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Elections: A left turn
IPS, Latinamerica Press
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Although he fell short of the votes needed to win in the first round, Luiz Inácio Lula da Silva’s showing in the Oct. 6 presidential election was greeted by his supporters as an unprecedented victory. The leader of the Workers Party (PT), who received 46.4 percent of the vote, will face José Serra of the governing Brazilian Social Democracy Party (PSDB) in a runoff on Oct. 27. Serra won 23.2 percent. Anthony Garotinho of the Brazilian Socialist Party (PSB) finished third with 17.9 percent, followed by Ciro Gomes of the Workers Front (FT) with 12 percent.

A lathe operator who started working at age 14 and became a union leader in 1975, Lula founded the PT in 1980 and was elected to Congress in 1986. Three years later, he ran for president for the first time, but lost to Fernando Collor de Mello (1990-92), who was forced out of office on corruption charges. Lula ran again in 1994 and 1998, losing both times to outgoing President Fernando Henrique Cardoso (LP, Oct. 8, 1998, and Feb. 7, 2000).

More than 115 million Brazilians cast ballots in races that included the presidency, 27 state governor posts, all 513 seats in the lower house of Congress, 53 of the 81 Senate seats and seats in regional legislative assemblies. After the results were announced, Gomes and Garotinho threw their support behind Lula, while Serra received the backing of the right-wing Liberal Front Party (PFL), although that will not be enough for a runoff victory.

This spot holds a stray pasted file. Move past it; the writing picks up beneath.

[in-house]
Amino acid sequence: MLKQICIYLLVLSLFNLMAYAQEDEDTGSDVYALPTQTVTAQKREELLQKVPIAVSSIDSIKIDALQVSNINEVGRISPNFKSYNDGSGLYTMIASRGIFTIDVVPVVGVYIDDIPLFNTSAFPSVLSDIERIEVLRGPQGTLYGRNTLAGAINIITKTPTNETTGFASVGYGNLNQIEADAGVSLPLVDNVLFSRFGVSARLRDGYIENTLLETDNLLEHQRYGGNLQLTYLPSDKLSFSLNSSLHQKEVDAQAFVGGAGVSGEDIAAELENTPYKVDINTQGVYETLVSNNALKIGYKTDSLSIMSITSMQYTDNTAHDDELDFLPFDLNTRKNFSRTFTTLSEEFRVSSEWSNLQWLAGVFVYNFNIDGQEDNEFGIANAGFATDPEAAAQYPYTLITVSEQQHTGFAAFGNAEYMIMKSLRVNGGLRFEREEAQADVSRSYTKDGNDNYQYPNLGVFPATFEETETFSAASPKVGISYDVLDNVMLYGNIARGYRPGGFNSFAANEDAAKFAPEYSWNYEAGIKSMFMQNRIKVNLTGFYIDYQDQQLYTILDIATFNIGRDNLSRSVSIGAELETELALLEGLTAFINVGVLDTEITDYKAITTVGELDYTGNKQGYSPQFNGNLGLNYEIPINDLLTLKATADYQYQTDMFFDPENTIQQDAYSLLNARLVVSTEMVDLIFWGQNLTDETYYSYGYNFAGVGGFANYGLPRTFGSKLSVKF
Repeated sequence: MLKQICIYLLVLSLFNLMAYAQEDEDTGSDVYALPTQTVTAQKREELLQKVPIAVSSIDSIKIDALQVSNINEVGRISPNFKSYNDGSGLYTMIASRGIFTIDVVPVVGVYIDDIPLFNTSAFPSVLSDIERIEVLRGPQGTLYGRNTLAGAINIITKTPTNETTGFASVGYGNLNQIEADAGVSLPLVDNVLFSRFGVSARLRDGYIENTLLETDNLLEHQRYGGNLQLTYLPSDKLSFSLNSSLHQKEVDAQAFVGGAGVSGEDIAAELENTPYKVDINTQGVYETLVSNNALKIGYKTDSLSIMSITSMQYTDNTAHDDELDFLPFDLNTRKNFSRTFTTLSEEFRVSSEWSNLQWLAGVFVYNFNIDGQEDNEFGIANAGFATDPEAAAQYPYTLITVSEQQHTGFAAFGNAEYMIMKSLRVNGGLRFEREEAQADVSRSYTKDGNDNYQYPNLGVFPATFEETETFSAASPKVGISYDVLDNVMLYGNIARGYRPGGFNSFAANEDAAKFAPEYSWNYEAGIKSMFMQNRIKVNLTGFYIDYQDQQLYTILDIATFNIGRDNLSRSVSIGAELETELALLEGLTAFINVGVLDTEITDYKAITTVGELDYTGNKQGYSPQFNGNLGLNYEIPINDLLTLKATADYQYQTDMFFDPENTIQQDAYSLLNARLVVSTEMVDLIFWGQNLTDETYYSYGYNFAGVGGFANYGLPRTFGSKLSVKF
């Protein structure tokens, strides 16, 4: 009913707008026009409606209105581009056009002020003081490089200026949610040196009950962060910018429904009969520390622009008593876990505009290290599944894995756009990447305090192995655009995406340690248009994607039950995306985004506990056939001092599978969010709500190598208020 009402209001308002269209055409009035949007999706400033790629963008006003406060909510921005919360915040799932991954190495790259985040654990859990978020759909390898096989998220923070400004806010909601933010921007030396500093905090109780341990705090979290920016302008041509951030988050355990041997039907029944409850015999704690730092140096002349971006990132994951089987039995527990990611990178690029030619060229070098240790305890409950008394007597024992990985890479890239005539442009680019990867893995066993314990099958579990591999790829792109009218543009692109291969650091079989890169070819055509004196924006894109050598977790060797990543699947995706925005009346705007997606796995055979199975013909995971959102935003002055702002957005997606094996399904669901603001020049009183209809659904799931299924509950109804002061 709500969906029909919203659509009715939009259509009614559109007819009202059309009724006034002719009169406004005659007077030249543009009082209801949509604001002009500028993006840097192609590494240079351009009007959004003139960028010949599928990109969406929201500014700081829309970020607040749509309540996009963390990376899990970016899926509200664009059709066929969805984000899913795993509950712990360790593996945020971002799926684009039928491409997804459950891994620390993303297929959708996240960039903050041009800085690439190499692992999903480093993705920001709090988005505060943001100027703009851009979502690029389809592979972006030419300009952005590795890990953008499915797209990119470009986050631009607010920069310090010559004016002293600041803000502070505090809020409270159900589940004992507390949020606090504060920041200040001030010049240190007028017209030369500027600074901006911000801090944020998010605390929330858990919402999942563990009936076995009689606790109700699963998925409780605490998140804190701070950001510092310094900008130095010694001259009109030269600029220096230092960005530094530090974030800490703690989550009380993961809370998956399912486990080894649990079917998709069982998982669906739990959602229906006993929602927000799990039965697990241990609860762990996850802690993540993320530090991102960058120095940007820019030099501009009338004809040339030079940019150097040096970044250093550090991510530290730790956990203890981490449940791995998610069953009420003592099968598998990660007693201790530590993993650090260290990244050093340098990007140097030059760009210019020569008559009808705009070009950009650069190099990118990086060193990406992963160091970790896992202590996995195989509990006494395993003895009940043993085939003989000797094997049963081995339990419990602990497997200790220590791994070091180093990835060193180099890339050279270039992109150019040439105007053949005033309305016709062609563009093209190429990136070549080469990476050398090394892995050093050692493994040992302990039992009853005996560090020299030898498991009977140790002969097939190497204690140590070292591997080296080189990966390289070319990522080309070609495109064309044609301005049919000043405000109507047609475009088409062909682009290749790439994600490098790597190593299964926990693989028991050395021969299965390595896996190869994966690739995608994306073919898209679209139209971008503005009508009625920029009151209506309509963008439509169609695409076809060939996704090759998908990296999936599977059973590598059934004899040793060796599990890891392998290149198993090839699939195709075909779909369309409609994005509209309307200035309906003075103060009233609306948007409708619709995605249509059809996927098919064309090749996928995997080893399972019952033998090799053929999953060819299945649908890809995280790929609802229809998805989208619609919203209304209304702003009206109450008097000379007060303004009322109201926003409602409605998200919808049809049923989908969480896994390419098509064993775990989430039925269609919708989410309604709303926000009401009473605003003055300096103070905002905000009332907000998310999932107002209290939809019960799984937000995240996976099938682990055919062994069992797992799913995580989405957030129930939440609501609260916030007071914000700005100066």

The winner, who will take office Jan. 1 for a four-year term, will face the challenge of stabilizing the teetering economy of a country marked by huge social and economic inequality. Instability in financial markets before the elections was attributed to the increasing likelihood that Lula would win in the first round of balloting (LP, July 15, 2002).

Lula has called for a broad-based agreement to lift the country out of its current financial crisis, which is characterized by capital flight and enormous public debt, and set it on the road to economic growth and increased employment. His efforts to gain widespread backing led him to choose José Alençar, owner of the Coteminas textile company, as a running mate. "Lula represents labor and I represent capital," Alençar said. 



170.4 million


503.2 billion

External debt

US$259 billion

Unemployment rate


Illiteracy rate


Population living in poverty


Income distribution

Wealthiest 20% of population accounts for 63% of income

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